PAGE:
• Blizzard can be played effectively the same way as Flamestrike. Blizzard is great because people don't expect it and it can lead into a future Flamestrike or you can turn aggressive on the enemies face since all their minions are Frozen.
  • Blizzard + Ping can often get pesky stragglers. Just like Flamestrike, its better when you have minions on the board.

Going into turn 2 with no cards to play against a turn one coin double minion play is bad news for you. This is not what you want to see.
Going into turn 2 with no cards to play against a turn one coin double minion play is bad news for you. This is not what you want to see.

Trading or Go Face?

There was a time when it was often correct to make trades with your minions on the board even if it put you at a slight loss because you were trying to keep your opponent completely surpressed and HP "didn't matter".

These days, the value of getting 3 or 4 damage in on your opponent shouldn't be underestimated. Typically, ,you should only make trades now if either the opponents abilities are too dangerous to keep around like a Flamewaker, if they will have lethal damage or are outpacing you too much to survive, or if you will get value out of trading (you kill a monster without losing one or you kill a bigger one).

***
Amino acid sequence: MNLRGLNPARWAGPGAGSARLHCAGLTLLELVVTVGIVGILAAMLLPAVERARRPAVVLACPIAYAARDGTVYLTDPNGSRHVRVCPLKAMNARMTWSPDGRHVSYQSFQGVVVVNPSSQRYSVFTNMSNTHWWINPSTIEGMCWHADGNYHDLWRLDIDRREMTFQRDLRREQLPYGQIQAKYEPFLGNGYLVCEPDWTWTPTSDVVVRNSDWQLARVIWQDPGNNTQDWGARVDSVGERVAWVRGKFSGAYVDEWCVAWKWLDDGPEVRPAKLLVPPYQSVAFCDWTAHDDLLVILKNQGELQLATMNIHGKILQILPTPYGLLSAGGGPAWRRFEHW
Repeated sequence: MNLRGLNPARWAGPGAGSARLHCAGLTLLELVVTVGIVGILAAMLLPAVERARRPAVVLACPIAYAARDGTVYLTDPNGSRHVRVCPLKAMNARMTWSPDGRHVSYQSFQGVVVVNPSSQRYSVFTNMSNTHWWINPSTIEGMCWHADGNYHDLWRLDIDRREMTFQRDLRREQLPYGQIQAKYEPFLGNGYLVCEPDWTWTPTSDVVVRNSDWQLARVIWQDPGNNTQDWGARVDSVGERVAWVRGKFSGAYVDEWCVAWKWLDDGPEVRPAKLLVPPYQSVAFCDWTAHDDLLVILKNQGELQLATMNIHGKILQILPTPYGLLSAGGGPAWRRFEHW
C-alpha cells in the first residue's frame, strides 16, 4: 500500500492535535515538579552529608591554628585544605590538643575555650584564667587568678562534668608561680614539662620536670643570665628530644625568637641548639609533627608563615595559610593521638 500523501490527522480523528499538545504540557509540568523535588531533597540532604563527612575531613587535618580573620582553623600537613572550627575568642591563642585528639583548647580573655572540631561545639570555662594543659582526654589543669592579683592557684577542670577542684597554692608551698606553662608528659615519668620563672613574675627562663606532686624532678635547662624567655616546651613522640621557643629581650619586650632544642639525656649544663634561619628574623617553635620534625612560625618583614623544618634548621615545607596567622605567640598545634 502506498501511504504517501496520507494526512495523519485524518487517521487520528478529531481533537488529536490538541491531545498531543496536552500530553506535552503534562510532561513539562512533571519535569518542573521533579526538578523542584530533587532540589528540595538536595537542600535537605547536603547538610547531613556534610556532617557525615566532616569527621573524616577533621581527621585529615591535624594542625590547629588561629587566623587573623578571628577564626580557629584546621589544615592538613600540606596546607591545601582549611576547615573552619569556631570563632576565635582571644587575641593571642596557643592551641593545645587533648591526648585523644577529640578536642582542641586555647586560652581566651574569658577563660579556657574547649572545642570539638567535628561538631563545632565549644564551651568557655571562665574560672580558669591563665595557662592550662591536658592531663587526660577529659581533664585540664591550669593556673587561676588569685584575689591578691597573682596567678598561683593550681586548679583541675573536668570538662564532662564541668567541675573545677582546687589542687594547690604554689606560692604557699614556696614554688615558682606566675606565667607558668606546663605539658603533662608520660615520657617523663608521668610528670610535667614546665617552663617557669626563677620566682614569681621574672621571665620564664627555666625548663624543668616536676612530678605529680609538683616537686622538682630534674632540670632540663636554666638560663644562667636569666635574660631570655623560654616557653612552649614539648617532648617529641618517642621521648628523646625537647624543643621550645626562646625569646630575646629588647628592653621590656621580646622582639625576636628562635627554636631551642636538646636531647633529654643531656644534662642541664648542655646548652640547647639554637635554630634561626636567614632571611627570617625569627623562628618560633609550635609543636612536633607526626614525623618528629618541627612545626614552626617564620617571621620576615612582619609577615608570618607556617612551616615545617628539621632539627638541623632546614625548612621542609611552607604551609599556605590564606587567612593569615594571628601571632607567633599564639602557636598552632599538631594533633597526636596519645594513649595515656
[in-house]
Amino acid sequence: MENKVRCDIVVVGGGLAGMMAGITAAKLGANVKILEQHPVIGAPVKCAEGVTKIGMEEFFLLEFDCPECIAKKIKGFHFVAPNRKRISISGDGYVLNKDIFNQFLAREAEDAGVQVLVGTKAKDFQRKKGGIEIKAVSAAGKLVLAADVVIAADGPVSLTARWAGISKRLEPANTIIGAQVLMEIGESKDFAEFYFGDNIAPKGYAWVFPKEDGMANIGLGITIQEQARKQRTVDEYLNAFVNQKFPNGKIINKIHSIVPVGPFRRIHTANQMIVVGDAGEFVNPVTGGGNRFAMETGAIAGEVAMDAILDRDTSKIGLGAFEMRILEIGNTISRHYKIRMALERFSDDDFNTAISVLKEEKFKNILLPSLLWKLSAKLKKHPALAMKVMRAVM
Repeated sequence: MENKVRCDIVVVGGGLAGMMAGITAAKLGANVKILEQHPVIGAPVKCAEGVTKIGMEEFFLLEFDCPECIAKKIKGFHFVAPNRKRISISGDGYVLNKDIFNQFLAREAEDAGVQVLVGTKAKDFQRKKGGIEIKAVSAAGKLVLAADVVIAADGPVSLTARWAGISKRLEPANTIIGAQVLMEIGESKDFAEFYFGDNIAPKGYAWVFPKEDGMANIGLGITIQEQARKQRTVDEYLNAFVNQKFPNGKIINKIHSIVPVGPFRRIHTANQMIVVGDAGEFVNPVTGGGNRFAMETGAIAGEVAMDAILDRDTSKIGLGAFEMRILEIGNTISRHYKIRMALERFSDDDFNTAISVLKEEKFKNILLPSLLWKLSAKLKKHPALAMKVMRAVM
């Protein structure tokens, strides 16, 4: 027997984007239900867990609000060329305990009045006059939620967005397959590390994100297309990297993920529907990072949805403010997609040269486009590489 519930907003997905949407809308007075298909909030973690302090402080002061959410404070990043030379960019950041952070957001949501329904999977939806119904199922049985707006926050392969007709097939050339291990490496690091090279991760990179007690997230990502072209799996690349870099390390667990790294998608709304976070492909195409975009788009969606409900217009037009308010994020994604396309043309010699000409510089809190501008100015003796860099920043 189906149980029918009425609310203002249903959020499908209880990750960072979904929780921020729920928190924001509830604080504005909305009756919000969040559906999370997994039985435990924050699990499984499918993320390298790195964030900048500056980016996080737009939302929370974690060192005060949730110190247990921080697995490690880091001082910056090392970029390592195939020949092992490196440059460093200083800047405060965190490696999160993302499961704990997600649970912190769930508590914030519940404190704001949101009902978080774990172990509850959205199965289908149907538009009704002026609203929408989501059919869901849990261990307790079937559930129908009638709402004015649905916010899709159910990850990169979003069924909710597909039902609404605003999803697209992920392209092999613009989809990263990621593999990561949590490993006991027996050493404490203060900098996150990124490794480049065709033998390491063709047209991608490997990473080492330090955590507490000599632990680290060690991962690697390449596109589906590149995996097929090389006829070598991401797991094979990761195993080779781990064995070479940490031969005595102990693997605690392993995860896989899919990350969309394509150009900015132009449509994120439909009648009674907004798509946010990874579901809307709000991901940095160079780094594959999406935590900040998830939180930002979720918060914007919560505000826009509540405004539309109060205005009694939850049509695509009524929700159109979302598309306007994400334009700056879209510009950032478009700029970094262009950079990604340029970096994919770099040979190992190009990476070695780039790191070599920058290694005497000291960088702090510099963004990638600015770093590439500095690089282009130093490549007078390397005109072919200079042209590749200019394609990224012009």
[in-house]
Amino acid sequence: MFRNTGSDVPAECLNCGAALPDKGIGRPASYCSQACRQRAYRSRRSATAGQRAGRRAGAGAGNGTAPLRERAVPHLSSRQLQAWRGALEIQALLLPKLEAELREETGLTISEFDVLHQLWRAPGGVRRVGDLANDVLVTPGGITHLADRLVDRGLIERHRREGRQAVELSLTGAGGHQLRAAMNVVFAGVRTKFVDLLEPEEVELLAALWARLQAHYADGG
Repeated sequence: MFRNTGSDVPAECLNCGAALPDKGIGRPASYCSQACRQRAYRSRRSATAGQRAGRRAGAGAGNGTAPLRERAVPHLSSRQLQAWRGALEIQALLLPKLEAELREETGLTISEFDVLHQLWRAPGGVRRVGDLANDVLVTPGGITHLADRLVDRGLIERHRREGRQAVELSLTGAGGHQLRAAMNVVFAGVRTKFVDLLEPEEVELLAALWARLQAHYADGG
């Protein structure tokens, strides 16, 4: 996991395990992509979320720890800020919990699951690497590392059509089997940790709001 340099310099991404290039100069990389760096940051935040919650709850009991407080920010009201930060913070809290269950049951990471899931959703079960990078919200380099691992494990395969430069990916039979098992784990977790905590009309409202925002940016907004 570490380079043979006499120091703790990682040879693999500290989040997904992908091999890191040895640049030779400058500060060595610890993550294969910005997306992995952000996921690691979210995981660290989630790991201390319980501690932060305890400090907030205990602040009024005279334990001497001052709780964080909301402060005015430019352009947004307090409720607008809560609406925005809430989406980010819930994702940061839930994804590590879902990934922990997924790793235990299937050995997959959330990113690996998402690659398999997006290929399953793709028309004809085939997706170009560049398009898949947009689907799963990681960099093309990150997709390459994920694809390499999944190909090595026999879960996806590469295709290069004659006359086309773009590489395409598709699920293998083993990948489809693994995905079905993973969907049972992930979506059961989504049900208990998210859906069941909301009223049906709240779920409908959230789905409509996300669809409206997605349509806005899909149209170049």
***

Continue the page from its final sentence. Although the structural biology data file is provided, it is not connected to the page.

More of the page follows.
Going for your opponents face, when appropriate, has two huge benefits. Firstly, your opponent will generally be put on the back foot. They are now in the position of responding to you which means they will be thinking about killing your minions and not you. Most players, especially in arena, will go all out to try to surpress your minions EVEN WHEN IT MEANS THEY GET VERY BAD VALUE FROM THEIR CARDS. If you have the hand to carry you through the game despite your opponent getting better card value, then it is often correct to go face. The second benefit is of course, your opponent takes damage and loses their minions when they trade while you only lose your minions. They might keep they guy alive at one hp, or eventually build a bigger board then you but Mages have some nice answers to that.